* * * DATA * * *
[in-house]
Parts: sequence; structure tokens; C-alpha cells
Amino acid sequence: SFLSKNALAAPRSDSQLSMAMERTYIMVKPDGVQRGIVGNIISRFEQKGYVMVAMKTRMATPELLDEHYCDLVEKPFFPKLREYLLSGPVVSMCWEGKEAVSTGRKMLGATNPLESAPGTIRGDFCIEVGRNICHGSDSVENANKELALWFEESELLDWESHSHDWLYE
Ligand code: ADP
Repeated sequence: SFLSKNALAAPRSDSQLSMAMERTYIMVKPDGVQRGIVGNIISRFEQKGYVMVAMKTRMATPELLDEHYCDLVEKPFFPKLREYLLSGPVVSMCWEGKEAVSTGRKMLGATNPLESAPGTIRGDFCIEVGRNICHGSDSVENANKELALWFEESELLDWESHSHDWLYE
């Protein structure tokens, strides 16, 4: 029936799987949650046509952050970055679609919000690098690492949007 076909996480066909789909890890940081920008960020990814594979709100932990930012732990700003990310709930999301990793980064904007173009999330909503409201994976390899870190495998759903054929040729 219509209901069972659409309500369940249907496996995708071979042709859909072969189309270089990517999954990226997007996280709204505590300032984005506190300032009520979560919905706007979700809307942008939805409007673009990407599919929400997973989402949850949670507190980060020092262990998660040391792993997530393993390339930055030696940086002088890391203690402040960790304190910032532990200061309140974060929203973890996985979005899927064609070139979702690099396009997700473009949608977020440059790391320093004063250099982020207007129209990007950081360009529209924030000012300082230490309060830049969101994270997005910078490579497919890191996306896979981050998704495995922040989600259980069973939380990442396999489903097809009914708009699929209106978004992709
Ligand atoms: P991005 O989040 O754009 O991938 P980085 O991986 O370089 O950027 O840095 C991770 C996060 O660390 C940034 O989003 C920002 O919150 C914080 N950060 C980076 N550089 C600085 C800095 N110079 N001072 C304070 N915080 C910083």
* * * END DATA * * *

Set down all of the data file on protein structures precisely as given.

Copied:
[in-house]
Parts: sequence; structure tokens; C-alpha cells
Amino acid sequence: SFLSKNALAAPRSDSQLSMAMERTYIMVKPDGVQRGIVGNIISRFEQKGYVMVAMKTRMATPELLDEHYCDLVEKPFFPKLREYLLSGPVVSMCWEGKEAVSTGRKMLGATNPLESAPGTIRGDFCIEVGRNICHGSDSVENANKELALWFEESELLDWESHSHDWLYE
Ligand code: ADP
Repeated sequence: SFLSKNALAAPRSDSQLSMAMERTYIMVKPDGVQRGIVGNIISRFEQKGYVMVAMKTRMATPELLDEHYCDLVEKPFFPKLREYLLSGPVVSMCWEGKEAVSTGRKMLGATNPLESAPGTIRGDFCIEVGRNICHGSDSVENANKELALWFEESELLDWESHSHDWLYE
């Protein structure tokens, strides 16, 4: 029936799987949650046509952050970055679609919000690098690492949007 076909996480066909789909890890940081920008960020990814594979709100932990930012732990700003990310709930999301990793980064904007173009999330909503409201994976390899870190495998759903054929040729 219509209901069972659409309500369940249907496996995708071979042709859909072969189309270089990517999954990226997007996280709204505590300032984005506190300032009520979560919905706007979700809307942008939805409007673009990407599919929400997973989402949850949670507190980060020092262990998660040391792993997530393993390339930055030696940086002088890391203690402040960790304190910032532990200061309140974060929203973890996985979005899927064609070139979702690099396009997700473009949608977020440059790391320093004063250099982020207007129209990007950081360009529209924030000012300082230490309060830049969101994270997005910078490579497919890191996306896979981050998704495995922040989600259980069973939380990442396999489903097809009914708009699929209106978004992709
Ligand atoms: P991005 O989040 O754009 O991938 P980085 O991986 O370089 O950027 O840095 C991770 C996060 O660390 C940034 O989003 C920002 O919150 C914080 N950060 C980076 N550089 C600085 C800095 N110079 N001072 C304070 N915080 C910083």